Join our Pet Healthcare Plan

Why dogs wag their tails

Long or short, curly or straight, your dog’s tail is a communication tool that serves as an indicator of how they’re feeling. We often think of a waggy tail as a lovable trait and being a sign of happiness, and though this is often true, it isn’t always the case.

In this blog we’ll look at why dogs wag their tails, along with what some of the different wags may mean.

Communicating emotions

Dogs use their tails as a way of communicating their emotions with us and other dogs, in the same way we would use facial expressions and body language. Studies have shown that the pace and position of the dog’s wag conveys different emotions.

As the shape, size and way the tail moves will vary from breed to breed and individually, it’s a good idea to get your puppy mixing with different well-behaved adult dogs, so they can learn to communicate with each other and not become fearful of other breeds.

Understanding dogs’ tail gestures

Dog owners should stay alert and sensitive to their dog’s tail wagging behaviour to understand their needs, as they could be happy and excited, unsure and anxious, or feeling threatened and aggressive. It’s also important to take into consideration what is happening around them and get to know any potential triggers for your dog.

What do dogs’ tail gestures mean?

Natural position

A natural position, without wagging, indicates your dog is feeling relaxed. The natural tail position will depend on your dog’s breed, but for most dogs it will be hanging down near their heels.

Sweeping tail

A broad, smooth, sweeping tail, that is not tucked or high, means the dog is feeling relaxed and comfortable.

Helicopter tail

When your dog moves their tail in a circular motion (known as a helicopter tail), it usually means they are feeling excited, sociable and pleased to see you, or another dog.

Fast paced wag

A dog that is wagging their tail fast will often indicate they are happy or excited. You may spot them taking a playful stance, or doing an entire body wiggle which says your dog is extremely happy and ready for interaction.

If their tail is erect and fast wagging, be cautious, as their excitable behaviour may be unpredictable.

Stiff tail

If their tail is high in the air and rigid, be wary as this dog tail sign can indicate aggression in dogs. If your dog, or one you meet, starts to display any of these behaviours it’s usually best to give them as much space as possible and wait for them to calm down before interacting with them.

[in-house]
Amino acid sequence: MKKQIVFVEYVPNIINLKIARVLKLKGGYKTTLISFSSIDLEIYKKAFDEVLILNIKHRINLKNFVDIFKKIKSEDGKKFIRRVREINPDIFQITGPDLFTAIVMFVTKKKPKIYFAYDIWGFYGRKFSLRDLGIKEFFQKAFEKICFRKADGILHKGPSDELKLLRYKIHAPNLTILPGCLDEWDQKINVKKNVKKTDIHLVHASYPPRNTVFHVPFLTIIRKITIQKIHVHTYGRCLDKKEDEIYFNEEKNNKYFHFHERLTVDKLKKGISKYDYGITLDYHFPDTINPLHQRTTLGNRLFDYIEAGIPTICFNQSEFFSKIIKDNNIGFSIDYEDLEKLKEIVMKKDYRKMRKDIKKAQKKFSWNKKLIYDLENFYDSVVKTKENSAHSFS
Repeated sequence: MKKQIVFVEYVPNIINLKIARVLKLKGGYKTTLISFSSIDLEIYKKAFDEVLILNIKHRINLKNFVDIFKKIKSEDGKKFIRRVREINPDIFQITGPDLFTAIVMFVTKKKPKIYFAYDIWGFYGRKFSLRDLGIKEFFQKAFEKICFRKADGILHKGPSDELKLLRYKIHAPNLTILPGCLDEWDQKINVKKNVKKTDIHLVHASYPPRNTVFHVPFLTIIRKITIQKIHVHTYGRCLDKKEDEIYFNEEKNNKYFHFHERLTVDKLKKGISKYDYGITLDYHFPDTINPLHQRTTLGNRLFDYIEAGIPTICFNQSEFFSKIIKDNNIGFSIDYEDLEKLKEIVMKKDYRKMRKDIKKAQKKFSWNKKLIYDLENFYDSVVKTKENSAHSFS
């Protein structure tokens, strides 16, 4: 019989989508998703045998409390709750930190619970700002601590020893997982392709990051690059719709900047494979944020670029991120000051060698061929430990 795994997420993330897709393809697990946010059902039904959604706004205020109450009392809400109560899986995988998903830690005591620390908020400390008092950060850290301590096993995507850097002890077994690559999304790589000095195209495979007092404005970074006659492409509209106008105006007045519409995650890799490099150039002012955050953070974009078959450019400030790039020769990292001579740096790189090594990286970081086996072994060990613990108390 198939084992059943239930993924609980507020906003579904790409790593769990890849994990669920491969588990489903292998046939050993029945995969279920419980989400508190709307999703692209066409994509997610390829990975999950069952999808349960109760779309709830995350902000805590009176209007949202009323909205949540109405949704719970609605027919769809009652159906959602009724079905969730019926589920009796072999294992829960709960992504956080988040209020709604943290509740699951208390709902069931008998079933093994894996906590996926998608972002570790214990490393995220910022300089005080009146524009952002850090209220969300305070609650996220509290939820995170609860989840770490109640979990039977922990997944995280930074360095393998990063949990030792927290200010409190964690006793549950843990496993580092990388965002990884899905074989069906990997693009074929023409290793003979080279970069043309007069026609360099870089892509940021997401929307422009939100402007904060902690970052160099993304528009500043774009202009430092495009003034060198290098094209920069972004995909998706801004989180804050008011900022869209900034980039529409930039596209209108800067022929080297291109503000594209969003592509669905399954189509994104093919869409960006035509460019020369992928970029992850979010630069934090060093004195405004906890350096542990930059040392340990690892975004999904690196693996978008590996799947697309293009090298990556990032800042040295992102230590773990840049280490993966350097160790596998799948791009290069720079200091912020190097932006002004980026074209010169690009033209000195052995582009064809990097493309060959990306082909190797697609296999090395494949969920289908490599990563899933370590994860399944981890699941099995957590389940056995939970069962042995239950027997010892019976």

Other signs to look out for are: tail tucked under, paw raising, looking away, growling, flashing teeth, snapping and biting.

Tucked tail

A tucked tail, or a tail that is clamped between your dog’s legs means they are worried or frightened and feel the need to protect themselves. They may need some space.

Side to side wag

Some dogs move their tails from side to side rapidly when focussing on a scent. This movement isn’t to communicate with others, it’s more like a sign of extreme concentration.

Backwards and gentle wag

This dog tail sign says that they’re curious and may be a little unsure of a situation. You may see this if they’ve come across something they’ve never seen before.

Straight tail

A curious dog who’s interested in its environment will often hold its tail out straight.

Difference between wagging left or right

Interestingly, Live Science research has shown if your dog’s tail wags slightly to the right, it’s generally positive and a wag of recognition that indicates they know the person or dog.  

Whereas, if it’s wagging to the left it’s generally negative, indicating fear, stress or anxiety. This is because the left hemisphere of the brain, associated with positive feelings, controls the right side of the body.

Know the signs

As we’ve seen, a waggy tail doesn’t simply mean a dog is always happy or friendly.

It’s important to pick up on any worrying signs, and pay attention to your dog’s whole body, including the tail, to understand what they are communicating, to give space or support as required.

If you have small children with you, always make sure you ask another dog owner’s permission before petting, to prevent a nasty bite. 

If you have any concerns about your pet, or would like more specific advice, contact your local St Kitts practice:

St Kitts Vets Hartley Wintney: 01252 844044
St Kitts Vets Basingstoke: 01256 844944
Crookham Park Veterinary Centre: 01252 913990
Firgrove Veterinary Centre: 01252 877799


Featured Articles

Our Social Media

Follow us on Social media to see what we get up to!

If you like what you see then why not register your pet with us?